Members of The Bombay Catholic Sabha hold a memorial mass outside St Peter's Church in Bandra in a protest holding banners and lighting candles for Father Stan Swamy who died on July 5, in Mumbai on July 6. (HT file)
Members of The Bombay Catholic Sabha hold a memorial mass outside St Peter's Church in Bandra in a protest holding banners and lighting candles for Father Stan Swamy who died on July 5, in Mumbai on July 6. (HT file)

The life and death of Father Stan Swamy

Father Stan Swamy, as the Jesuit priest was popularly referred to, was the country’s oldest prisoner charged under the UAPA for his role in what the NIA contends was an alleged Maoist conspiracy that led to caste clashes near the Bhima Koregaon village four years ago
By Dhamini Ratnam, KAY Abbas and Divya Chandrababu
UPDATED ON JUL 12, 2021 09:25 AM IST

On July 5, at around 2.30pm, a two-judge bench of the Bombay High Court (HC) took up the matter of Father Stanislaus Lourduswamy’s bail application when senior advocate Mihir Desai interrupted them.

Father Stan Swamy, as the Jesuit priest was popularly referred to, was the country’s oldest prisoner charged under the Unlawful Activities (Prevention) Act, (UAPA) for his role in what the National Investigative Agency (NIA) contends was an alleged Maoist conspiracy that led to caste clashes near the Bhima Koregaon village four years ago.

Swamy’s health had worsened considerably since he was held in judicial custody in Taloja jail since last October. His lawyers had repeatedly moved court for bail which the state opposed and the special NIA court refused. On May 28, aided by a HC order, he was finally admitted to a charitable hospital in Bandra.

“It is with a heavy heart that I have to inform you that Father Stan Swamy has passed away,” said Dr Ian D’Souza, the medical director of Holy Family Hospital in Mumbai where the priest was being treated, after Desai spoke. D’Souza informed the bench that the cleric had suffered a cardiac arrest in the wee hours of July 3 and was on ventilator since then; an hour earlier, he was pronounced dead, the doctor said.

“We are shocked,” the bench observed. “With all humility, we are sorry to know that he has passed away.”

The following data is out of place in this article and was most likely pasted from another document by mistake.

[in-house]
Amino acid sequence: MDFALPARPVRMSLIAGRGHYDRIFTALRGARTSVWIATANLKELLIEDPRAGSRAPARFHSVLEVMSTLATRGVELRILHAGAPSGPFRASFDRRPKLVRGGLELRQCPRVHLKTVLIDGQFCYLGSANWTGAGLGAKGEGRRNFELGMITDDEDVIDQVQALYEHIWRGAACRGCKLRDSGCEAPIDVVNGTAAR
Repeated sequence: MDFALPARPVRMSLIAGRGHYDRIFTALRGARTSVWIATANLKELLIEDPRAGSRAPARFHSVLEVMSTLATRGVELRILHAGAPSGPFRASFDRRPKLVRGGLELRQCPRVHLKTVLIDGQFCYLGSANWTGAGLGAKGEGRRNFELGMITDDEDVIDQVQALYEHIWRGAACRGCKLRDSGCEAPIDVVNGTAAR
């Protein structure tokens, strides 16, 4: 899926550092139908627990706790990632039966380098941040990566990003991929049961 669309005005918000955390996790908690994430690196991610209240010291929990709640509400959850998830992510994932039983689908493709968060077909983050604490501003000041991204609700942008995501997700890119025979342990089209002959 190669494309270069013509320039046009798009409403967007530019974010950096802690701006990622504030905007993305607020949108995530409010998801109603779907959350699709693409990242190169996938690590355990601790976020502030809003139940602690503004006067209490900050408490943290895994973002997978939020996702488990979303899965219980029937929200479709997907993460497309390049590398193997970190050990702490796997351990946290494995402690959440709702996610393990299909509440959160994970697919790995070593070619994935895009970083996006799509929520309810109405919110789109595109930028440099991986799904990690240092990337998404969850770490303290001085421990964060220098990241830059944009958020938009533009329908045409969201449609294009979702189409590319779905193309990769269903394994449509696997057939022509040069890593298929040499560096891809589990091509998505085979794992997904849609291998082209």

“I only have two things to say. We have no grievance against Holy Family Hospital nor against the court. The high court bench ensured that the best medical care is given to him. Unfortunately, I cannot say the same thing about the NIA and jail authorities,” Desai said and requested the court to not dismiss the priest’s bail application.

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“Our main grievances are against the NIA and jail authorities for not being sensitive towards the condition of Father Stan Swamy though he was an elderly man having medical problems. (The 84-year-old suffered from Parkinson’s Disease, a progressive nervous condition; he had also contracted Covid during his stay in the jail.) We hope to make suggestions to the HC to bring about changes in the Prison Manual while dealing with such inmates,” Desai later said.

“Father Stan Swamy was a human rights activist and his concerns about the conditions in the jail were not only for himself but for other prisoners as well. Though he was not keeping well, his efforts were to highlight the apathy of the jail authorities so that the medical facilities in the jail were improved,” said Father Frazer Mascarenhes, a friend of Swamy who was permitted to meet him during his stay at hospital.

Swamy would have approved of Desai’s request. He had spent much of the past decade fighting for the rights of under-trial prisoners from the adivasi and indigenous communities in Jharkhand. As a prisoner in the last two years of his own life, he wrote movingly in personal correspondence, of the prisoners in the crowded jail who helped him walk, wash and eat as these functions became increasingly impossible for him to perform.

Becoming Father Stan

Born on April 26, 1937 to Lourdusamy and Kiteriyammal in Tamil Nadu’s Tiruchirappalli, Swamy had five siblings. He lost his father at a very young age; so it was his older brother TPL Irudayaswamy who took up farming to raise his brothers and sisters.